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China ‘Strongly Dissatisfied’ at US Ban on Tech Investment

Beijing “resolutely opposes” the US restrictions, after the Biden administration explains the ‘narrow subsets’ of its move and likely outcomes for various sectors in 2024, when the new rules will start

Chinese and US flags are seen with a semiconductor chip
The US and China are engaged in fierce rivalry for tech supremacy and a key focus has been production of computer chips. Photo: Reuters


China said on Thursday it is “gravely concerned” about the US move to impose investment curbs on computer chips and other sensitive technology.

US President Joe Biden signed an executive order on Wednesday that will prohibit US investment in “narrow subsets” of sensitive technology in China.

The ban focuses on semiconductors, quantum tech and artificial intelligence – areas where the US, Japan and the Netherlands have dominated, and where China has worked to develop homegrown alternatives.

A statement from China’s Commerce Ministry accused Washington of “hindering global economic and trade exchanges and cooperation”, and setting up “obstacles for the recovery of the world economy”.

The Chinese foreign ministry, meanwhile, said officials had lodged solemn representations with the US. It said the country was “strongly dissatisfied” with and “resolutely opposes the US’s insistence on introducing investment restrictions on China”.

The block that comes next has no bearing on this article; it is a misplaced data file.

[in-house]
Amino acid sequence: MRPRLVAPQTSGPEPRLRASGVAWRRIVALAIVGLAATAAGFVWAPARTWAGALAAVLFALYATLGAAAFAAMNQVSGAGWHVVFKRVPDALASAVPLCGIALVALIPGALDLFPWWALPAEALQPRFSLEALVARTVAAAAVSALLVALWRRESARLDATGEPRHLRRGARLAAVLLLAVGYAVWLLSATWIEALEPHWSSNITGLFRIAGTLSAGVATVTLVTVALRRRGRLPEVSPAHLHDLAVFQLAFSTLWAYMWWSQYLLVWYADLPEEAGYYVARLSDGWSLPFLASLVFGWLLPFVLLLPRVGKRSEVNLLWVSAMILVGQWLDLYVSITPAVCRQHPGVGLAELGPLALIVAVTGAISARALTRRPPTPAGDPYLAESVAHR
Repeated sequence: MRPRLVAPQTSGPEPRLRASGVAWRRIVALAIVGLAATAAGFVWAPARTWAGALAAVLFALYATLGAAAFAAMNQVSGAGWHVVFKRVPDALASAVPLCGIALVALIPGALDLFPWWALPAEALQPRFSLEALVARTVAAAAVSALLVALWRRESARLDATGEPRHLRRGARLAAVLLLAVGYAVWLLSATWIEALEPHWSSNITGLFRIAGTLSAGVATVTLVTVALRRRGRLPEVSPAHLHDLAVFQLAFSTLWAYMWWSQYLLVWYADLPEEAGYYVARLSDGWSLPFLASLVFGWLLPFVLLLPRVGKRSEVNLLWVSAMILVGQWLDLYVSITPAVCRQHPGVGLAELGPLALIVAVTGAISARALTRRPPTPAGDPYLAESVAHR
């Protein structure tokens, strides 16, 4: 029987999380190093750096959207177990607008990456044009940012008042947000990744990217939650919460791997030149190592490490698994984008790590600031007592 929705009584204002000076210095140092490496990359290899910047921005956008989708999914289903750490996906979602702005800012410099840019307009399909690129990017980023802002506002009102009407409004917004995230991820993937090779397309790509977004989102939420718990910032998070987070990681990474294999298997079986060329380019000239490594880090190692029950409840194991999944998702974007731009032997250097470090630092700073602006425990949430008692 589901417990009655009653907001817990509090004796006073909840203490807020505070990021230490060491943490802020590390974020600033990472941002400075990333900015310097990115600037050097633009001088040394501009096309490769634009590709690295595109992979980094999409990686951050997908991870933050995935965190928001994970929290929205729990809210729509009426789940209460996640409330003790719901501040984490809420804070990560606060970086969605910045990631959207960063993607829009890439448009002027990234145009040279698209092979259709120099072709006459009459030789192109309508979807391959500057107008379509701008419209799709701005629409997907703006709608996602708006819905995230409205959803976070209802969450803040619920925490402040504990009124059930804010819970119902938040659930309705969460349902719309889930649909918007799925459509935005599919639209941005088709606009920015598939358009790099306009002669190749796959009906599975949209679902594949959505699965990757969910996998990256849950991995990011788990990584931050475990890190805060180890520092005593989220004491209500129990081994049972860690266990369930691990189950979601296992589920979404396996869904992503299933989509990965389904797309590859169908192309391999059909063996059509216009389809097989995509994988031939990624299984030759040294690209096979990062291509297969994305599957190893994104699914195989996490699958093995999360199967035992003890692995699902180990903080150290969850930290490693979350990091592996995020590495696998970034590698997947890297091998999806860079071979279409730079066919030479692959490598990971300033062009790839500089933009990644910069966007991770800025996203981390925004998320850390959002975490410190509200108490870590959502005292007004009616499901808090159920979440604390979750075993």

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While the move may fuel tensions with Beijing, the new regulations may not be imposed until well into 2024 – an election year – once feedback is gathered from the investment community.

The order, which will not be retroactive, aims to stem the flow of US capital to tech that could also boost China’s military modernization.

The restrictions will apply to China, plus Hong Kong and Macau, which are separate customs territories from the mainland. Other countries could be added to the regulations later, a senior official said.


UK and Europe considering similar moves

Biden sent a letter to Congress declaring a national emergency over the issue and hours earlier spoke to an audience in New Mexico emphasizing domestic investment.

“We’re continuing to make progress in fixing the supply chain. For example, we couldn’t access semiconductors during the pandemic because the factories making them overseas were shut down.

“You all know semiconductors are those little small computer chips about the size of the end of your fingertip they’re effectively in everything in our lives.”

The White House said Biden consulted allies on the plan and incorporated feedback from Group of Seven nations.

Officials said US officials, including Treasury Secretary Janet Yellen, had repeatedly and clearly told Beijing that Washington would narrowly limit the restrictions.

No coordinated action by allies was expected on Wednesday, although Britain and the European Union have already signalled their intention to move along similar lines, and the G7 advanced economies agreed in June that restrictions on outbound investments should be part of their overall toolkit.